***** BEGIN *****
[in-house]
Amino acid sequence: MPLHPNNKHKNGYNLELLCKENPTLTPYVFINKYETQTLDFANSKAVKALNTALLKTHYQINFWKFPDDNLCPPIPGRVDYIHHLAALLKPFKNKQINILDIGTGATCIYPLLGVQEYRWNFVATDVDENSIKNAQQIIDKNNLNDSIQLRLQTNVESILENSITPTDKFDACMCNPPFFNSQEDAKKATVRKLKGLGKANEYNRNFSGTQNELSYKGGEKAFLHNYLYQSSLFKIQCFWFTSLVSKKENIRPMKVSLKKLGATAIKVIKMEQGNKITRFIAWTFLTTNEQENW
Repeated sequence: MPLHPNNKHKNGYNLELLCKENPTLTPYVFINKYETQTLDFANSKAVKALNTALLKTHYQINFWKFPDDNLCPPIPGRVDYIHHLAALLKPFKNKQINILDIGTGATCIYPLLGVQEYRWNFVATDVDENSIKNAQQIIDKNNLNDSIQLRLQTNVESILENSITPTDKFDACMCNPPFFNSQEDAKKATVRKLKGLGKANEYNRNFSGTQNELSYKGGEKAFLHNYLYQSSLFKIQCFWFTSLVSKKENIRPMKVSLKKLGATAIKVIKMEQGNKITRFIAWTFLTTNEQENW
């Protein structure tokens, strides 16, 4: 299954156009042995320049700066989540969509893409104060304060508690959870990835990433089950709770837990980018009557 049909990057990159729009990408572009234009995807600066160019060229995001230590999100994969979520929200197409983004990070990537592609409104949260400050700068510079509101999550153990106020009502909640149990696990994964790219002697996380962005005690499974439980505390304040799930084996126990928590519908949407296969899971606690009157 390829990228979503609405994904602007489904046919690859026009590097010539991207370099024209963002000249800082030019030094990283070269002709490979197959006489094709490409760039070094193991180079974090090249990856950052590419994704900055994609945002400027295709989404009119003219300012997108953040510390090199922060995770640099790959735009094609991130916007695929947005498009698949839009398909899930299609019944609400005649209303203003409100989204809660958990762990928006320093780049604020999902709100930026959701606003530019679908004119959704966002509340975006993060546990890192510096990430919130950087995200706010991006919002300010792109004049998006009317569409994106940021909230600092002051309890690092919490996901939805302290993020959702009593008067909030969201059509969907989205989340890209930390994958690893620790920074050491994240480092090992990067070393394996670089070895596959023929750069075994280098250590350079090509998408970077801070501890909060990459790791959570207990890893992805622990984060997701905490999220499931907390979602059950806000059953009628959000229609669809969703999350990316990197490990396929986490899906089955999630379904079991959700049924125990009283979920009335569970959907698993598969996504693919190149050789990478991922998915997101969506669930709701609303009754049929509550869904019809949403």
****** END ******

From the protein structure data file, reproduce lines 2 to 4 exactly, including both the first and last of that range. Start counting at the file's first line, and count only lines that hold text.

Amino acid sequence: MPLHPNNKHKNGYNLELLCKENPTLTPYVFINKYETQTLDFANSKAVKALNTALLKTHYQINFWKFPDDNLCPPIPGRVDYIHHLAALLKPFKNKQINILDIGTGATCIYPLLGVQEYRWNFVATDVDENSIKNAQQIIDKNNLNDSIQLRLQTNVESILENSITPTDKFDACMCNPPFFNSQEDAKKATVRKLKGLGKANEYNRNFSGTQNELSYKGGEKAFLHNYLYQSSLFKIQCFWFTSLVSKKENIRPMKVSLKKLGATAIKVIKMEQGNKITRFIAWTFLTTNEQENW
Repeated sequence: MPLHPNNKHKNGYNLELLCKENPTLTPYVFINKYETQTLDFANSKAVKALNTALLKTHYQINFWKFPDDNLCPPIPGRVDYIHHLAALLKPFKNKQINILDIGTGATCIYPLLGVQEYRWNFVATDVDENSIKNAQQIIDKNNLNDSIQLRLQTNVESILENSITPTDKFDACMCNPPFFNSQEDAKKATVRKLKGLGKANEYNRNFSGTQNELSYKGGEKAFLHNYLYQSSLFKIQCFWFTSLVSKKENIRPMKVSLKKLGATAIKVIKMEQGNKITRFIAWTFLTTNEQENW
């Protein structure tokens, strides 16, 4: 299954156009042995320049700066989540969509893409104060304060508690959870990835990433089950709770837990980018009557 049909990057990159729009990408572009234009995807600066160019060229995001230590999100994969979520929200197409983004990070990537592609409104949260400050700068510079509101999550153990106020009502909640149990696990994964790219002697996380962005005690499974439980505390304040799930084996126990928590519908949407296969899971606690009157 390829990228979503609405994904602007489904046919690859026009590097010539991207370099024209963002000249800082030019030094990283070269002709490979197959006489094709490409760039070094193991180079974090090249990856950052590419994704900055994609945002400027295709989404009119003219300012997108953040510390090199922060995770640099790959735009094609991130916007695929947005498009698949839009398909899930299609019944609400005649209303203003409100989204809660958990762990928006320093780049604020999902709100930026959701606003530019679908004119959704966002509340975006993060546990890192510096990430919130950087995200706010991006919002300010792109004049998006009317569409994106940021909230600092002051309890690092919490996901939805302290993020959702009593008067909030969201059509969907989205989340890209930390994958690893620790920074050491994240480092090992990067070393394996670089070895596959023929750069075994280098250590350079090509998408970077801070501890909060990459790791959570207990890893992805622990984060997701905490999220499931907390979602059950806000059953009628959000229609669809969703999350990316990197490990396929986490899906089955999630379904079991959700049924125990009283979920009335569970959907698993598969996504693919190149050789990478991922998915997101969506669930709701609303009754049929509550869904019809949403």